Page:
Steve is one such patient that benefited directly from the use of PGHD in his care program. Steve regularly captured his blood glucose and blood pressure readings, weight, activity, and nutrition. This data was passively collected and integrated into his electronic health record and regularly reviewed by his care manager. As part of the data review, Steve and his care manager discovered a previously overlooked snacking trend. This nightly snack was enough to regularly spike his blood glucose at the start of each day and contribute to worsening symptoms. Through regular, proactive condition management using patient-generated health data, Steve’s a1c went from 8.9 to 6.5; he lost 50 pounds; he no longer suffers from atrial flutter; he reduced his blood pressure below the industry standard; and, he no longer has to work part-time due to low energy levels or the joint and back pain that extended from his diabetes. Steve credits the use of PGHD as helping him – along with his care team – finally manage his diabetes.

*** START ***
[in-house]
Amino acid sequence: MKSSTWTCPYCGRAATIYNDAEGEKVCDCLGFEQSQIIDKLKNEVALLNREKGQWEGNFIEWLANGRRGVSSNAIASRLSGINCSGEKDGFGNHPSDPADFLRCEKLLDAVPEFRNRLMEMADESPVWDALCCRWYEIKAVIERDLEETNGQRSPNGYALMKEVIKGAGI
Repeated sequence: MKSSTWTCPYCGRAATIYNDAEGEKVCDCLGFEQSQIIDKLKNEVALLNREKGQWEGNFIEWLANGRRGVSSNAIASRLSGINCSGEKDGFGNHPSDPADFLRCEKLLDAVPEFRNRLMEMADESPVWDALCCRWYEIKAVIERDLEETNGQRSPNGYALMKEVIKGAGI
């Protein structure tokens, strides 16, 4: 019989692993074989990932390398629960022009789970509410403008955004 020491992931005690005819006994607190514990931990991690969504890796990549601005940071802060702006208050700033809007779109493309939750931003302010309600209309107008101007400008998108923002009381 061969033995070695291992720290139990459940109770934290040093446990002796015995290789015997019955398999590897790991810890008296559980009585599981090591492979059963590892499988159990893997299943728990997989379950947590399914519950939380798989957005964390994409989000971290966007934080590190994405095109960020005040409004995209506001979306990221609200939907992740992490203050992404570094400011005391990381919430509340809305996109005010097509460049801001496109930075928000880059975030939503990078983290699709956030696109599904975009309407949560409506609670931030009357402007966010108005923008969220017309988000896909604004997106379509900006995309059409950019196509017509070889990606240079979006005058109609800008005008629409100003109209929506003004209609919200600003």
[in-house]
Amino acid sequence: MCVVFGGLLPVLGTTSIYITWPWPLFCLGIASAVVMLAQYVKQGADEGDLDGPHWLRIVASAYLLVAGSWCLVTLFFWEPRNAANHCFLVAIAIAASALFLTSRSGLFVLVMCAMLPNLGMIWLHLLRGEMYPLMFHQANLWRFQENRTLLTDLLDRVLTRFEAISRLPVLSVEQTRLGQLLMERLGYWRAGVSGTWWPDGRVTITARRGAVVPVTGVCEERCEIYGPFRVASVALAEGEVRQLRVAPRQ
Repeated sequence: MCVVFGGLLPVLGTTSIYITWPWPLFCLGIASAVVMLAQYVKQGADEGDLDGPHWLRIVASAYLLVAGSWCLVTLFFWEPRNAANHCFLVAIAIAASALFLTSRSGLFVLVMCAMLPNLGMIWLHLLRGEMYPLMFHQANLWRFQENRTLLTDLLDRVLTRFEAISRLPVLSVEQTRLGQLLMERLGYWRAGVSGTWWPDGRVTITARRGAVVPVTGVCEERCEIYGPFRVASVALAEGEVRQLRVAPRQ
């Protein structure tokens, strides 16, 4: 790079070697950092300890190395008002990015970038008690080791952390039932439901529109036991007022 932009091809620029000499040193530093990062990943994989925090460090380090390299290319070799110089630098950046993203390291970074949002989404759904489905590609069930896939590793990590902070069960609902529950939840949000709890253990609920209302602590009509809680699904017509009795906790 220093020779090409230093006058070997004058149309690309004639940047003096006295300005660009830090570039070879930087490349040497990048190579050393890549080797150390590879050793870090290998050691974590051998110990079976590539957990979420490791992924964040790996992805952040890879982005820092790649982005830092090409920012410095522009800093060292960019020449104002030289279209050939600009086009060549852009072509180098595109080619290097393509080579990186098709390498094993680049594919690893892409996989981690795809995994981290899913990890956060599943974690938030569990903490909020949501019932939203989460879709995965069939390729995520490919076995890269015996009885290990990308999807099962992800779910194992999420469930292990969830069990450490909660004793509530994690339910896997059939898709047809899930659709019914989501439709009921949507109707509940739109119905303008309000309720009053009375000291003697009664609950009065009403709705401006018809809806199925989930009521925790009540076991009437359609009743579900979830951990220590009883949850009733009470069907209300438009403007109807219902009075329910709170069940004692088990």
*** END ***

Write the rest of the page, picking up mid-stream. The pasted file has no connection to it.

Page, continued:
There are a growing number of patients that are seeking a different relationship and method of engagement with their care providers. These people are aware that they can collect and use PGHD to take greater ownership over their health. And, they increasingly expect their care team to engage with them on interpreting this data and giving feedback on progress against their care plan goals. It is our collective responsibility to support these patients in the most effective and efficient means possible. This means leveraging PGHD in support of patients, acknowledging its value to healthcare, and incentivizing its use among providers.